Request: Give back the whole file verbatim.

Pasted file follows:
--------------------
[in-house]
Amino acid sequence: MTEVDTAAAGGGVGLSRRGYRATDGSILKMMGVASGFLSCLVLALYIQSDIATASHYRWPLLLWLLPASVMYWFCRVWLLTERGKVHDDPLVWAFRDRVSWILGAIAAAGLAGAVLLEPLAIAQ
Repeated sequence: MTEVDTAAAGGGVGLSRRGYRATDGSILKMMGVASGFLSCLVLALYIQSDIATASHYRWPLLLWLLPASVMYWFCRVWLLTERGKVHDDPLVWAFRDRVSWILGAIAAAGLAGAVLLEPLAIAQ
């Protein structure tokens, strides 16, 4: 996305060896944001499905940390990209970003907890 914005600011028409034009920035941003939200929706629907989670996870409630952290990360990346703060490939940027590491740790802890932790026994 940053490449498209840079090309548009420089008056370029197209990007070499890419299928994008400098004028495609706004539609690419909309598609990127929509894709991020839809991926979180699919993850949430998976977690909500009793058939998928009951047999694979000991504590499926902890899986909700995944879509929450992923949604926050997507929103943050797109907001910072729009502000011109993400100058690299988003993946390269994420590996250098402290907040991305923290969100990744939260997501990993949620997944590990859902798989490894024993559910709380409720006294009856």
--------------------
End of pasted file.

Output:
[in-house]
Amino acid sequence: MTEVDTAAAGGGVGLSRRGYRATDGSILKMMGVASGFLSCLVLALYIQSDIATASHYRWPLLLWLLPASVMYWFCRVWLLTERGKVHDDPLVWAFRDRVSWILGAIAAAGLAGAVLLEPLAIAQ
Repeated sequence: MTEVDTAAAGGGVGLSRRGYRATDGSILKMMGVASGFLSCLVLALYIQSDIATASHYRWPLLLWLLPASVMYWFCRVWLLTERGKVHDDPLVWAFRDRVSWILGAIAAAGLAGAVLLEPLAIAQ
């Protein structure tokens, strides 16, 4: 996305060896944001499905940390990209970003907890 914005600011028409034009920035941003939200929706629907989670996870409630952290990360990346703060490939940027590491740790802890932790026994 940053490449498209840079090309548009420089008056370029197209990007070499890419299928994008400098004028495609706004539609690419909309598609990127929509894709991020839809991926979180699919993850949430998976977690909500009793058939998928009951047999694979000991504590499926902890899986909700995944879509929450992923949604926050997507929103943050797109907001910072729009502000011109993400100058690299988003993946390269994420590996250098402290907040991305923290969100990744939260997501990993949620997944590990859902798989490894024993559910709380409720006294009856």